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Negative mass

  1. Aug 9, 2007 #1
    Looking at gravitational and electrical interation relations, I had an idea:
    F = kQq/r^2
    F = GMm/r^2

    Couldn't it exist negative mass?
    First formula says that electrical charges reject each other if they have same sign, and they pull if they've different sign.
    We know that masses with same sign attracts; so, second formula "should say" that masses with different sign reject.

    How could we demonstrate negative masses do exist?
    How would a "negative mass black hole" behave?!?
     
  2. jcsd
  3. Aug 9, 2007 #2

    CompuChip

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    Well, mass is a measure for translational inertia (recall Newton's second law, F = m a - the more mass the more force you need for the same acceleration). If the mass were negative, this would mean you could pull on the object and it would act like an object with positive mass after you had pushed it.
    Moreover, if the mass were negative, the rest energy of an object would be negative (according to [itex]E_\mathrm{rest} = m c^2[/itex] - although on second thought, I think it was [itex]E_\mathrm{rest}^2 = (m c^2)^2[/itex] ), objects would fall against a gravitational field, two objects with a negative mass would still attract each other, but an object with negative mass would be rejected by an object of positive mass.

    Only problem is that all objects we encounter in nature are built of constituents with positive mass (energy) and since the models we have are quite accurate without introducing negative mass there is no need for it either.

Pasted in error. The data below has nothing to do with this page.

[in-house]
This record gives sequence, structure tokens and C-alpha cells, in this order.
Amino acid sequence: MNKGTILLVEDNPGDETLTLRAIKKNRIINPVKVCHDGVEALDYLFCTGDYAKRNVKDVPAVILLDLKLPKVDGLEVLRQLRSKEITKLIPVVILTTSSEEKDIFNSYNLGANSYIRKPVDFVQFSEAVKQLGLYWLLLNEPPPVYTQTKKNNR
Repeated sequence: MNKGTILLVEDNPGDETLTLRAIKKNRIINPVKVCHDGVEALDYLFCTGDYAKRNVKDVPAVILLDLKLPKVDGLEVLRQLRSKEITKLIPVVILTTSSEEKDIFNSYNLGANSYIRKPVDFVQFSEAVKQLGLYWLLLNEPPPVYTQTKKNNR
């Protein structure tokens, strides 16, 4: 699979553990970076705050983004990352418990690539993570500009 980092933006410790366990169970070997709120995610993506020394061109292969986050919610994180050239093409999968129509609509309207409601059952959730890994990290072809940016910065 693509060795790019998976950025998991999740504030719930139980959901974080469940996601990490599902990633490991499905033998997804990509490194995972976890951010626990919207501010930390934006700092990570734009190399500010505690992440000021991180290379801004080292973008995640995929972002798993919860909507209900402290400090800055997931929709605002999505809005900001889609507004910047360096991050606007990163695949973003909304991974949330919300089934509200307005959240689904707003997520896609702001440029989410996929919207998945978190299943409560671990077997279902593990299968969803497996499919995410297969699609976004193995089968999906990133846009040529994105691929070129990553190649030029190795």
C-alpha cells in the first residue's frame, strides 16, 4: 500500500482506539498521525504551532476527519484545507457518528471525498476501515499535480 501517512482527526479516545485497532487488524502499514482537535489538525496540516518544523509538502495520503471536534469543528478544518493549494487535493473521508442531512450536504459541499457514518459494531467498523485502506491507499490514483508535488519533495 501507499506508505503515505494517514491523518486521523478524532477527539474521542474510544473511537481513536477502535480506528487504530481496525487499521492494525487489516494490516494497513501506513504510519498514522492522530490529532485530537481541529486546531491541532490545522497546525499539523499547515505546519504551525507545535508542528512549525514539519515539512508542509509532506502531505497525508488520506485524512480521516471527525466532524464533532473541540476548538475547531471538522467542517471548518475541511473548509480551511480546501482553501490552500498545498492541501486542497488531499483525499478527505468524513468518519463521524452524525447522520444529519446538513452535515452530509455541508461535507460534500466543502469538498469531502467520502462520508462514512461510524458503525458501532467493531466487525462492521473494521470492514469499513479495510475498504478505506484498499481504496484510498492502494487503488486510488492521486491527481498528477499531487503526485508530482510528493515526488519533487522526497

4. Aug 9, 2007 #3

    Gib Z

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    Mass is currently defined to be a positive quantity. When certain computations bring about a negative mass, we take the absolute value of the number.

    What you do not understand is that Those equations refer to forces of different natures. The first one says particles repel if the CHARGE's are different. The second one has nothing to do with charge! It's a completely different force that comes about for a different reason.
     
  5. Aug 9, 2007 #4

    arivero

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    I remember this argument from usenet. At the end of the day, the minus sign in the mM will cancel with the minus sign of F=ma and the acceleration will be the same. Of course this is just the statement about gravity, that an object orbit around a gravity field does not depend on the mass of the object. It is the argument allowing for zero mass orbits, in general relativity.

    On the other hand, when one goes deeper to Quantum Fields, there is an statement about spin 2 exchanges I can not locate now, so I do not remember what happens with different sign of charges in this case, it could well to be that spin 2 is attractive both for like and unlike charges. Has anybody read about this? If it were, the sign in F=ma would not cancel.

    In any case, we know that the limit situation m=0, works as predicted, following an attractive orbit. I can not imagine how the m=0 approach from m>0 could be attractive and the approach from m<0 could be repulsive.
     
  6. Aug 9, 2007 #5